Depression perplexes loved ones. Even those who have had depression find it difficult to help those currently in its grasp: What’s causing it? I dunno. How can I stop it? I dunno. Do you want me to stay or leave? I dunno. Why aren’t you telling me what to do? Because I don’t know what to do.

Depression creeps, and I can only wait for it to creep away while I take care of myself with intention. I blow money on yummy food (and poetry books, apparently), I go to all church events possible, I hug people extra tight, I call my mom, I do daring things, I read more, I block out social media and current events, I take walks along the coast and sit on a rock to pray, I lie down spread-eagle in an open space at night to stargaze and recognize how small I am.

I’m really good at being depressed because it is in depression that I learn to grow. I dive into my spirituality, desperate and frantic. I become weak and in my weakness, God makes me strong.

My noon Chinese delivery never showed up. Its non-arrival forced me out of bed in search of food. I opened my door to find that it was the warmest and sunniest day Santa Cruz has had in a long, long time. My room had seemed so dark.

I ran to my restroom to take a shower, then carefully chose my outfit and made my hair look nice. Then, I took a stroll and admired spring flowers in early bloom. I heard birdsong and greeted a new neighbor who had a huge smile. I ate delicious fajitas at my local taqueria, a welcome alternative to my vanished Chinese delivery.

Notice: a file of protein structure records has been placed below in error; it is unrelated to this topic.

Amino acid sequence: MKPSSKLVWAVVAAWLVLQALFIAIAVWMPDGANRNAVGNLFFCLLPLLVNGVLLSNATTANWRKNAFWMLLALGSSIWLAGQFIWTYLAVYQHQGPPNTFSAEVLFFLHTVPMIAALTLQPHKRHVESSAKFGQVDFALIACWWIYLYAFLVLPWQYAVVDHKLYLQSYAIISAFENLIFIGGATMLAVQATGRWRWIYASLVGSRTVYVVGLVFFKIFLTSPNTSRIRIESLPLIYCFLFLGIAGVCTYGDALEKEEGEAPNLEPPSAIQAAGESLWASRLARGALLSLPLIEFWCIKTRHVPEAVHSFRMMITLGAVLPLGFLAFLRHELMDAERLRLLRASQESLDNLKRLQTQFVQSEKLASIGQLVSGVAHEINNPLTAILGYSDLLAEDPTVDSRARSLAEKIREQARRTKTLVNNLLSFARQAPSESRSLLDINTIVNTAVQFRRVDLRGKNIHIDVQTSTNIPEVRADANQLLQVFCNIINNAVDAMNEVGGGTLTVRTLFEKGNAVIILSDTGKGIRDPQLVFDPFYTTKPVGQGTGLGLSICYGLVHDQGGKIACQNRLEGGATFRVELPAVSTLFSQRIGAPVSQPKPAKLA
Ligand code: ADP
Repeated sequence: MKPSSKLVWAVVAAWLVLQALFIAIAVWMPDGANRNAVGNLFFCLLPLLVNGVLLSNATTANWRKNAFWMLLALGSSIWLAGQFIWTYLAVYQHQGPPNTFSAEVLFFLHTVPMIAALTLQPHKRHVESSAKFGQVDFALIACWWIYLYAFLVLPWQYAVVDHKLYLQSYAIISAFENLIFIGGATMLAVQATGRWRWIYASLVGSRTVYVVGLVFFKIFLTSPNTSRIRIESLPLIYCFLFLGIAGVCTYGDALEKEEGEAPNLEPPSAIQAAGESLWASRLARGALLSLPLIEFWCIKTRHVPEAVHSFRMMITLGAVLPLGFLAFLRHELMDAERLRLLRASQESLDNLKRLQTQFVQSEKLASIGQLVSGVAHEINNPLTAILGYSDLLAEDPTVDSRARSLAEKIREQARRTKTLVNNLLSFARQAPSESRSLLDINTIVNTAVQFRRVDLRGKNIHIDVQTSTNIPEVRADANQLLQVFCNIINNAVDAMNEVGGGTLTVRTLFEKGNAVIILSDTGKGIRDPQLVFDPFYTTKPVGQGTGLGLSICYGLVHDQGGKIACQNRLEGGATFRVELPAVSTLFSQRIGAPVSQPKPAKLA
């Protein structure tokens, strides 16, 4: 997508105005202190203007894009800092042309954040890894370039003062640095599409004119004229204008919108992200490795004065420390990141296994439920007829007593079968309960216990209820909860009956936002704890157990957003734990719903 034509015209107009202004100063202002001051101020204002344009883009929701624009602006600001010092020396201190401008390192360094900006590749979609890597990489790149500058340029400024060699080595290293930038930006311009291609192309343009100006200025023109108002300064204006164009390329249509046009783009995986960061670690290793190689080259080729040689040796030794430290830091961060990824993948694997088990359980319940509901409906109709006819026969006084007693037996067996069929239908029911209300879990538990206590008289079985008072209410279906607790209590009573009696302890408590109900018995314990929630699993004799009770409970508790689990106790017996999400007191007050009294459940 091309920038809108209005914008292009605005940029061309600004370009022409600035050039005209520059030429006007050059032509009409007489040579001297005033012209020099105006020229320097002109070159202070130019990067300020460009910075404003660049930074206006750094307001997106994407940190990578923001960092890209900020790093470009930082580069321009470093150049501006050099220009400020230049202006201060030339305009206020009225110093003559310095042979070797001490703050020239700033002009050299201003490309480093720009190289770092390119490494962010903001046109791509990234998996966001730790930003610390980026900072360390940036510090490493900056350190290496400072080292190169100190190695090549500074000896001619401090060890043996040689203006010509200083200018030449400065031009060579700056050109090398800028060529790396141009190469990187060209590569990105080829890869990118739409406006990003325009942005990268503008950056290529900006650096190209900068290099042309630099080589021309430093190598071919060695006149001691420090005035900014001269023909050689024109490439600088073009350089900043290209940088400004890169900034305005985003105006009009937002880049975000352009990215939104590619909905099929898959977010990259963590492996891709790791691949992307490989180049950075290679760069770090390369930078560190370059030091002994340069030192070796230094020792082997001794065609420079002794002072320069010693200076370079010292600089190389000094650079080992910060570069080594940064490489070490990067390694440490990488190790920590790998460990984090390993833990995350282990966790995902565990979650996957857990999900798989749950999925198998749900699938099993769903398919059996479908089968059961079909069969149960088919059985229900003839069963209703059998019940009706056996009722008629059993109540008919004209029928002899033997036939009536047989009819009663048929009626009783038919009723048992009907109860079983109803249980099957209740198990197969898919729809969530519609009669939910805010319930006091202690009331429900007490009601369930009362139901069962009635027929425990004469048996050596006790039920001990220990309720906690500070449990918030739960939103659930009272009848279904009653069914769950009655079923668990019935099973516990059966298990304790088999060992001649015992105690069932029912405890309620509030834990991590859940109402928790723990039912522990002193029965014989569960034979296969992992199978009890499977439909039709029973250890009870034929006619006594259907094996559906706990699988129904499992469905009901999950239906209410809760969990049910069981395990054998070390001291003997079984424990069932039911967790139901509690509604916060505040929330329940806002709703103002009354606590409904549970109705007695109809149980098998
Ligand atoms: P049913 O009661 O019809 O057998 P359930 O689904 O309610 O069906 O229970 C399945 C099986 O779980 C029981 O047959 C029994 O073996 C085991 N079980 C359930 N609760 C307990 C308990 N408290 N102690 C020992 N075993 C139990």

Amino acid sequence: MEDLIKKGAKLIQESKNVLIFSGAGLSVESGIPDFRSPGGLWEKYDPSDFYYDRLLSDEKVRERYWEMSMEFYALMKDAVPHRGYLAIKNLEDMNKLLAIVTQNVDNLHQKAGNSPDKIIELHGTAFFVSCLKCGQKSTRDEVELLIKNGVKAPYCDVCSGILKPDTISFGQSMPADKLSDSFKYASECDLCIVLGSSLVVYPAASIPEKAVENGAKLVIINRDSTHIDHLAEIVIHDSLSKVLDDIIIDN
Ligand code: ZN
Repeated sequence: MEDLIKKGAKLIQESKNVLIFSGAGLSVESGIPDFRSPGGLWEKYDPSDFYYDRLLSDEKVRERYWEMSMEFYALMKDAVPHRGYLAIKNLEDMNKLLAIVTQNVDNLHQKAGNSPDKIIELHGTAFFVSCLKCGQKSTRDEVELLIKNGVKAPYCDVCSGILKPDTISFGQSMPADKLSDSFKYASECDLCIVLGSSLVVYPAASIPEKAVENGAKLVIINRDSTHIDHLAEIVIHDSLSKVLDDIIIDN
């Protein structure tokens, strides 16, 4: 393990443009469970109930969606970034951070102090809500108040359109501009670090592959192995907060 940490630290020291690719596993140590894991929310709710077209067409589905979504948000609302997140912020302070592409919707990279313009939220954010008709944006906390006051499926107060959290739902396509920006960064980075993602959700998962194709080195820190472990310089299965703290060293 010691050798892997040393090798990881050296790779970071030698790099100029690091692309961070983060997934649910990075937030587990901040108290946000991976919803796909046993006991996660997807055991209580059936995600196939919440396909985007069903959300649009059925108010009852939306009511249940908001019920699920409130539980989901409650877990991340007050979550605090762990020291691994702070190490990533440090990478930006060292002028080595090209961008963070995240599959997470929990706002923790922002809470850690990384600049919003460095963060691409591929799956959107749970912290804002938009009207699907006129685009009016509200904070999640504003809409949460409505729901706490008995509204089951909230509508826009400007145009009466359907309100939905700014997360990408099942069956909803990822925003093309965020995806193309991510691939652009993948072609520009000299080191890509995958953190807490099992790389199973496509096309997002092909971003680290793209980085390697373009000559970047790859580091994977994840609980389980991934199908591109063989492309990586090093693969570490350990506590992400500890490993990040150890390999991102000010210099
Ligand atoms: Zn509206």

I’ll be OK.

Track Brad’s impending recovery on Instagram.

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Note: Cystic Fibrosis News Today is strictly a news and information website about the disease. It does not provide medical advice, diagnosis, or treatment. This content is not intended to be a substitute for professional medical advice, diagnosis, or treatment. Always seek the advice of your physician or other qualified health provider with any questions you may have regarding a medical condition. Never disregard professional medical advice or delay in seeking it because of something you have read on this website. The opinions expressed in this column are not those of Cystic Fibrosis News Today, or its parent company, BioNews Services, and are intended to spark discussion about issues pertaining to cystic fibrosis.

Brad Dell is a deaf 26-year-old with cystic fibrosis. Originally from Hawaii, he received a double-lung transplant from University of California at San Francisco in January 2017. When not traveling, drinking coffee, or reading comics, he’s working as the senior director of columns at BioNews Services. (OK, he’s still drinking coffee while he works.)
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Brad Dell is a deaf 26-year-old with cystic fibrosis. Originally from Hawaii, he received a double-lung transplant from University of California at San Francisco in January 2017. When not traveling, drinking coffee, or reading comics, he’s working as the senior director of columns at BioNews Services. (OK, he’s still drinking coffee while he works.)